• I remember that broadcast. There was something visceral as they read Genesis with the picture on TV, as fuzzy as it was. Publication of the true photo only amplified it, and I still get the feeling thinking about it, decades later.

      IMHO what we need MOST at the ISS is a conference room. From what I've heard, EVERY astronaut or cosmonaut has come back to Earth with his/her world view adjusted by the experience. World leaders need to understand, that viscerally, that we all share this little island in space.
    • Well, you could - for example - look at the photo of Earth and moon together [esa.int] that was taken from the European Mars Express half way enroute to Mars. You can clearly see Earth & moon as small spots in the universe. Very interesting photo, I think!
    • But 'pale blue dot' images? It's just a dot. It might just as well be Venus for all the emotional impact I get from it.

      Somehow, that aspect of the images is what hit me emotionally. This is the first time I've actually realized what has been accomplished here: there is something (a robot, in this case) on that pale red dot I kept staring up at last autumn that is looking back at us and seeing us as a pale blue dot.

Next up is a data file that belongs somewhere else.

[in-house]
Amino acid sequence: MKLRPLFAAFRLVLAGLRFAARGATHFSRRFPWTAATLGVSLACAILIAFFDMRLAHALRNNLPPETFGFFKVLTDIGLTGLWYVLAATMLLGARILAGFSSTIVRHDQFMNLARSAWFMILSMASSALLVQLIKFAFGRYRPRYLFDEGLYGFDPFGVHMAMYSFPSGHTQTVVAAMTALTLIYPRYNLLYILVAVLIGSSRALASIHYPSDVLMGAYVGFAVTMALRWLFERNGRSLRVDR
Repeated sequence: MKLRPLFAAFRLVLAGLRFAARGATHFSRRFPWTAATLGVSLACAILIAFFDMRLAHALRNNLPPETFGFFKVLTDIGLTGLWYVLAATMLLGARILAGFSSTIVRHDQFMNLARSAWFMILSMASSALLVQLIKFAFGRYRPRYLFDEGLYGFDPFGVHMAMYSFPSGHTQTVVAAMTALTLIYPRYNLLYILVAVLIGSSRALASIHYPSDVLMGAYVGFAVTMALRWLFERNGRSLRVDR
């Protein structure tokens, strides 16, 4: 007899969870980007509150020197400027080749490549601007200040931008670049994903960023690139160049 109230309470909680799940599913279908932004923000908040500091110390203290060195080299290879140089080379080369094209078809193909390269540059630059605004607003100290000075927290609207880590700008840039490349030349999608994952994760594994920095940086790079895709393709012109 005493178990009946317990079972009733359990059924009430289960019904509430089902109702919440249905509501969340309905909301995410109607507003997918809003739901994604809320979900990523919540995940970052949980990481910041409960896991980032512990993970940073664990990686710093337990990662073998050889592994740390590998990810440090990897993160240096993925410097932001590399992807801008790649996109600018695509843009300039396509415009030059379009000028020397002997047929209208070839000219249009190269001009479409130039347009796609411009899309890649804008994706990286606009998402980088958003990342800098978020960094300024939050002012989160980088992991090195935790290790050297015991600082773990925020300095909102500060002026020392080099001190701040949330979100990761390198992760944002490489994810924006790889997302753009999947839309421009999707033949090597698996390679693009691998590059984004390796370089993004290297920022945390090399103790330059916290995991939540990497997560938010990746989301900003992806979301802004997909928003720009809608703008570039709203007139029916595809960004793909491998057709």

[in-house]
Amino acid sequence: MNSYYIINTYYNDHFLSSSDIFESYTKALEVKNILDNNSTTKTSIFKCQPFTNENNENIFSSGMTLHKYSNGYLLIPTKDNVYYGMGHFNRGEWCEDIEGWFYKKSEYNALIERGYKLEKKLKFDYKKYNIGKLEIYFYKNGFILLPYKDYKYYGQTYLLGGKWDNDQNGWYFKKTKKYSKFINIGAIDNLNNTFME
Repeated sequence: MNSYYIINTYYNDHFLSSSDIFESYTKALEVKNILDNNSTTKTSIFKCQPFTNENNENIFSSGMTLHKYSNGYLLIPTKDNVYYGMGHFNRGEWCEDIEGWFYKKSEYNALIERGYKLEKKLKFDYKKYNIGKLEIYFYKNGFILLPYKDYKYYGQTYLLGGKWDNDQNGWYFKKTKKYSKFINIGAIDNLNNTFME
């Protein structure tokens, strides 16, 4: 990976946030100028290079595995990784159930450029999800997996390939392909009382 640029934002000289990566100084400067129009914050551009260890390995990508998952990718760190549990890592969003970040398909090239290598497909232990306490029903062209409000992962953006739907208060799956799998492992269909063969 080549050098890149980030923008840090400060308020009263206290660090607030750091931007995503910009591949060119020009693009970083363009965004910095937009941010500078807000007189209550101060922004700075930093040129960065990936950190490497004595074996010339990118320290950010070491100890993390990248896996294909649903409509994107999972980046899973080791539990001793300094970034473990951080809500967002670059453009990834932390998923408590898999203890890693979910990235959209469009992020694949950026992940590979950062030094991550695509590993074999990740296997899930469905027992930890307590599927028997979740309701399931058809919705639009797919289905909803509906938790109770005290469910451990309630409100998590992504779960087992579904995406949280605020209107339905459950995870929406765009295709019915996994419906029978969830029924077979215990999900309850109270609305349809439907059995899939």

Images from the Moon are pretty, I'll grant you that. But it's still our moon; to me, it
  • In a coincidence, the Sun advert about Java being in the Spirit Rover was showing at the top of the front page (and on this page as I write this post).

    As the advert says, find out at Sun.com/mars [sun.com]

  • by Punk Walrus ( 582794 ) on Friday March 12, 2004 @10:18AM (#8542676) Journal
    ... you can see the Great Wall of China! No, really! Just use the zooming software used in shows like CSI or movies like Blade Runner.

    Before I get mail... [straightdope.com]

  • Brace yourselves for another wave of those not so funny mars pictures, featuring Marvin the Martian.
  • by ashitaka ( 27544 ) on Friday March 12, 2004 @10:21AM (#8542698) Homepage